In all of the added production, don’t lose the gospel. Your DNow should always extend an invitation for students to accept Jesus Christ. It should be motivated by and driving towards the aim of students hearing the Good News.

Avoid telling students what you think they want to hear. Avoid cutting corners where the gospel is concerned. And avoid making your games, activities, and other production elements the star of your weekend. Let the gospel be the main message that’s communicated through every aspect of what you do, and give students the time and space to reflect and respond.

don’t neglect the individual

Even if we remember our audience, focus on relationships, and concentrate on the gospel, it’s possible that we’ll still miss one of the greatest opportunities of our DNow weekend.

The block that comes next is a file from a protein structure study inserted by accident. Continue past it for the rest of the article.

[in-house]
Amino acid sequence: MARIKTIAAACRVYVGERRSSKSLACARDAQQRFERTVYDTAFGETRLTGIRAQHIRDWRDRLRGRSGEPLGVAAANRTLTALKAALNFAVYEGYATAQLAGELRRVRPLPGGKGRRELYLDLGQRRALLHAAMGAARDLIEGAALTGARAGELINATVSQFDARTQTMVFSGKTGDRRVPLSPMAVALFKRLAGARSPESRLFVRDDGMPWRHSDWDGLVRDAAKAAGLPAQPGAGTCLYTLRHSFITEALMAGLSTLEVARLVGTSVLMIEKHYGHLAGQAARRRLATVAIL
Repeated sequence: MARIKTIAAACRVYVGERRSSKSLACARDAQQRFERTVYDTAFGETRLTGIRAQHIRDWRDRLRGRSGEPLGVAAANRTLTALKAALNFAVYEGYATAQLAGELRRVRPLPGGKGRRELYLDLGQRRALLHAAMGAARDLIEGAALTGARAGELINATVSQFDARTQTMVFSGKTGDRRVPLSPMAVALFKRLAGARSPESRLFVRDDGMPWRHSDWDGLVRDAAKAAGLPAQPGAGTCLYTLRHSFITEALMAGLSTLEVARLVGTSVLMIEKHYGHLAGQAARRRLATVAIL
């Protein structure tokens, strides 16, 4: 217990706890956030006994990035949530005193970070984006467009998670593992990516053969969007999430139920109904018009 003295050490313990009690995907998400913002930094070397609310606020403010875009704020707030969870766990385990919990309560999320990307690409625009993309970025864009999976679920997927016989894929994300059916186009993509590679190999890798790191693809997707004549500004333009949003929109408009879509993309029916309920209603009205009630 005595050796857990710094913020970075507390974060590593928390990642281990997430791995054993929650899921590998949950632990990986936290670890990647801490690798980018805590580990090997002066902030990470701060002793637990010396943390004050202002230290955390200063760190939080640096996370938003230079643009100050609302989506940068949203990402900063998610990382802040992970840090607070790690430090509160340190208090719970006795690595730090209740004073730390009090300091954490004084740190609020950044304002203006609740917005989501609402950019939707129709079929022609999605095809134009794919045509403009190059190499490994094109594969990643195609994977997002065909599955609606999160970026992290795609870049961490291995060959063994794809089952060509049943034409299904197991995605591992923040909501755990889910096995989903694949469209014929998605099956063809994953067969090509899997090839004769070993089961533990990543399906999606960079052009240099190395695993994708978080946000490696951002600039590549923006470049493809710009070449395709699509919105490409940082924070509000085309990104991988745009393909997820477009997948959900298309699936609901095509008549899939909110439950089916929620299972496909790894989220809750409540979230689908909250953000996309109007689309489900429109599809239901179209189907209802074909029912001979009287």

To connect with Gen Z, your DNow should be geared towards the individual. Students can tell when you put them in a box or when you present them with a one-size-fits-all solution to a struggle they’re facing. What Gen Z needs is a discipleship plan that’s as unique as they are.

Your DNow weekend should be a springboard for discipleship, and your leaders should walk away with an individual discipleship plan for the students in their small group. This is the sort of follow up that will keep your students connected and growing long after your DNow weekend.

An individual discipleship plan not only acknowledges where a student is at in their faith journey, it also gives direction for their next growth goals and steps. It highlights how they’re growing, where they’re struggling, and which faith lessons have yet to take root. An individual discipleship plan should also provide your leaders with insights on how to care for and challenge a specific student.